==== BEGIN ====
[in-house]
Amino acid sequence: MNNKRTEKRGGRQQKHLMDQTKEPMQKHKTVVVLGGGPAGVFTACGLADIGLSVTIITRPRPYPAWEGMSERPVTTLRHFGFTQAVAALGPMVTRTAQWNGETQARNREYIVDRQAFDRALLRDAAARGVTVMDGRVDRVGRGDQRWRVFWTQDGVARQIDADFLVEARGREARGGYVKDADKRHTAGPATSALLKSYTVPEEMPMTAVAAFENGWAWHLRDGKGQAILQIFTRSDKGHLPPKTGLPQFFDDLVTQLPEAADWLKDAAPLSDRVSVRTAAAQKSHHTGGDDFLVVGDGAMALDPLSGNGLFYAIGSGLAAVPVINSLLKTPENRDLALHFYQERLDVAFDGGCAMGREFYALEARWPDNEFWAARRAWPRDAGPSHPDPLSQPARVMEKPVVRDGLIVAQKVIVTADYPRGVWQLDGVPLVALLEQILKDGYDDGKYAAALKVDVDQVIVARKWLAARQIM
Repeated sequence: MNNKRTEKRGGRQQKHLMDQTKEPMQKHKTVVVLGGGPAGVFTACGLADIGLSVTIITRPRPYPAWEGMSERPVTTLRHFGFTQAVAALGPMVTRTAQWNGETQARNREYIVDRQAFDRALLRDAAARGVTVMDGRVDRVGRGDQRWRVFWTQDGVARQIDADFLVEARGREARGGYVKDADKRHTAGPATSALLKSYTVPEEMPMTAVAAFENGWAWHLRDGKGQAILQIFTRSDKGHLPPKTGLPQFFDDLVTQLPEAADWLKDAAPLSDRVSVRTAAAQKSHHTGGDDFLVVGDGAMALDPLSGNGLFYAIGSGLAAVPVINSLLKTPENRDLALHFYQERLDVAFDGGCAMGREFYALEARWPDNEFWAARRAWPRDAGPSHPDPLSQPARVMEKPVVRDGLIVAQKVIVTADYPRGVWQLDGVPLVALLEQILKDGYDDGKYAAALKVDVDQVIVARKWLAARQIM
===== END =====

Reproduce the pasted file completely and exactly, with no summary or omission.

[in-house]
Amino acid sequence: MNNKRTEKRGGRQQKHLMDQTKEPMQKHKTVVVLGGGPAGVFTACGLADIGLSVTIITRPRPYPAWEGMSERPVTTLRHFGFTQAVAALGPMVTRTAQWNGETQARNREYIVDRQAFDRALLRDAAARGVTVMDGRVDRVGRGDQRWRVFWTQDGVARQIDADFLVEARGREARGGYVKDADKRHTAGPATSALLKSYTVPEEMPMTAVAAFENGWAWHLRDGKGQAILQIFTRSDKGHLPPKTGLPQFFDDLVTQLPEAADWLKDAAPLSDRVSVRTAAAQKSHHTGGDDFLVVGDGAMALDPLSGNGLFYAIGSGLAAVPVINSLLKTPENRDLALHFYQERLDVAFDGGCAMGREFYALEARWPDNEFWAARRAWPRDAGPSHPDPLSQPARVMEKPVVRDGLIVAQKVIVTADYPRGVWQLDGVPLVALLEQILKDGYDDGKYAAALKVDVDQVIVARKWLAARQIM
Repeated sequence: MNNKRTEKRGGRQQKHLMDQTKEPMQKHKTVVVLGGGPAGVFTACGLADIGLSVTIITRPRPYPAWEGMSERPVTTLRHFGFTQAVAALGPMVTRTAQWNGETQARNREYIVDRQAFDRALLRDAAARGVTVMDGRVDRVGRGDQRWRVFWTQDGVARQIDADFLVEARGREARGGYVKDADKRHTAGPATSALLKSYTVPEEMPMTAVAAFENGWAWHLRDGKGQAILQIFTRSDKGHLPPKTGLPQFFDDLVTQLPEAADWLKDAAPLSDRVSVRTAAAQKSHHTGGDDFLVVGDGAMALDPLSGNGLFYAIGSGLAAVPVINSLLKTPENRDLALHFYQERLDVAFDGGCAMGREFYALEARWPDNEFWAARRAWPRDAGPSHPDPLSQPARVMEKPVVRDGLIVAQKVIVTADYPRGVWQLDGVPLVALLEQILKDGYDDGKYAAALKVDVDQVIVARKWLAARQIM